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Average User Score
4.6 ⁄ 5 stars
Based on 11 reviews
2009 BMW 1 Series Overview
Overall User Score
Based on 11 reviews
Sure, BMW's 1 Series is "entry level." But entry level takes on a different meaning when it comes from BMW. That being said, the 2009 1 Series is very similar to the 2008, when the line was introduced.
Both the 128i and 135i come in coupe or convertible form. The 128i has a 3-liter, 230-hp inline six with 200 lb-ft of torque. The electronic water pump increases power, BMW’s Valvetronic system increases fuel efficiency, and the use of a composite magnesium/aluminum block decreases the engine’s weight. A 128i manual-transmission coupe can get from 0 to 60 in 5.9 seconds, while an automatic convertible 128i makes it in 7 seconds flat.
A twin-turbocharged, 3-liter, 300-hp inline six with 300 lb-ft of torque sits under the 135i's hood, the same engine found in some 3 and 5 Series models. Its two small turbochargers help with fuel efficiency and turbo lag. BMW claims to have eliminated the turbo lag altogether, but some reviewers note that a bit remains. BMW’s direct fuel injection system also aids fuel efficiency (the 135i coupe is rated at 17/25 mpg) and keeps this powerful engine effectively cooler.
Some other features the 135i has and the 128i does not include a sport-tuned suspension, 18-inch wheels, xenon headlights, and climate control.
BMW’s trademark handling is evident in all four 1 Series trims, thanks in no small part to the company’s Dynamic Stability Control, which helps correct the loss of wheel traction, and Dynamic Traction Control, further enhancing control in bad conditions. The 6-speed manual transmission that comes standard provides meticulous shifting, while the available 6-speed automatic with optional manual shift control is smooth, won’t hesitate to downshift for more power, and is quick to respond to manual gear selections.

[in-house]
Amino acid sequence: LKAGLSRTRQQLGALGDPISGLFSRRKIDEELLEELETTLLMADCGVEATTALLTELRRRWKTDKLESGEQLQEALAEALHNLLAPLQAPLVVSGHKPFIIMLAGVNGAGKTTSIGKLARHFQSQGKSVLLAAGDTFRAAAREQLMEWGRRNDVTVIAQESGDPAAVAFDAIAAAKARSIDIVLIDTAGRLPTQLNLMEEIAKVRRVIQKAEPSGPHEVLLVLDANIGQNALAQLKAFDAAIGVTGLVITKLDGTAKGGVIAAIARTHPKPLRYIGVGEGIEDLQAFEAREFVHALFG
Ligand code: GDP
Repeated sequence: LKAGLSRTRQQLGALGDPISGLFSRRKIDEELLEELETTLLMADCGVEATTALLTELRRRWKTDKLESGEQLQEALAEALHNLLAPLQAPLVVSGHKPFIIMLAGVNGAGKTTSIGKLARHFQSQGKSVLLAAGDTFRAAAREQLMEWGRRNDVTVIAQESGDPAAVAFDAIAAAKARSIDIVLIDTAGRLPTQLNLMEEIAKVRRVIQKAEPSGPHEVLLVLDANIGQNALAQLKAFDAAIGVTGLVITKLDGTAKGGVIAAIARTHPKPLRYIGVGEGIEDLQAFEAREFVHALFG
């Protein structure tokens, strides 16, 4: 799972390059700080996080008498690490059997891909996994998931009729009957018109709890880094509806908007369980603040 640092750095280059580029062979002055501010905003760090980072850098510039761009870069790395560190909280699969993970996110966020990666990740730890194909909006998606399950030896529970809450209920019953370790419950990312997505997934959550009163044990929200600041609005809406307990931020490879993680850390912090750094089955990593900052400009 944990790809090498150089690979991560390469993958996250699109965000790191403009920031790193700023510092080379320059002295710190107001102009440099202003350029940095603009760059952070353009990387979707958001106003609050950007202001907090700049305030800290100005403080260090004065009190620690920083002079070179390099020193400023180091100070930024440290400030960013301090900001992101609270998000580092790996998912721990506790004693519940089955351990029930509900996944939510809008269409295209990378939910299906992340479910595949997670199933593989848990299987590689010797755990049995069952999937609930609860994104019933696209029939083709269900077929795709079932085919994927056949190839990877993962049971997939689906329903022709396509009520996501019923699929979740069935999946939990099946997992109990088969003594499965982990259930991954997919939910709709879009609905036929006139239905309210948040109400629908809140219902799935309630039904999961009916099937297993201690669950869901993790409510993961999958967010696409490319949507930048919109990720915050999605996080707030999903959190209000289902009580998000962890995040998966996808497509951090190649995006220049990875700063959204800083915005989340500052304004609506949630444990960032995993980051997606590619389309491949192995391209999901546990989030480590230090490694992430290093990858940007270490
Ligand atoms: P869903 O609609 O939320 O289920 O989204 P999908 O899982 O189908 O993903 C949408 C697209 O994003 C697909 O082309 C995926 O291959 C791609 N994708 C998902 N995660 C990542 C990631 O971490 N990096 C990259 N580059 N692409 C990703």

The engine runs quietly, and wind and road noise are well damped. However, the 18-inch performance tires on the 135i and the optional 17-inch run-flats that come with the 128i sports package increase road noise and may add some harshness to the ride.
If no one is over 6 feet tall, the four-seat designation for the 1 Series will hold true, although two adults in the rear seat will be literally rubbing elbows. The back seat is better used for added storage. The coupe's trunk holds 13 cubic feet of luggage (the convertible loses 1.6 cubic feet), but interior storage is limited to a small glovebox and console box.
The coupe’s sight lines are not impeded, but the extra-insulated soft top on the convertible limits visibility somewhat. Interior details are classy and fit the price ($29,200 for the 128i coupe, and $33,800 for the convertible; the 135i is $35,600 or $39,900), although the standard seats are only average in terms of comfort. Stand-alone options include keyless ignition/entry, Active Steering Control, a navigation system with iDrive, iPod interface, and heated front seats.
by Tim O'Sullivan
Talk about the 2009 BMW 1 Series
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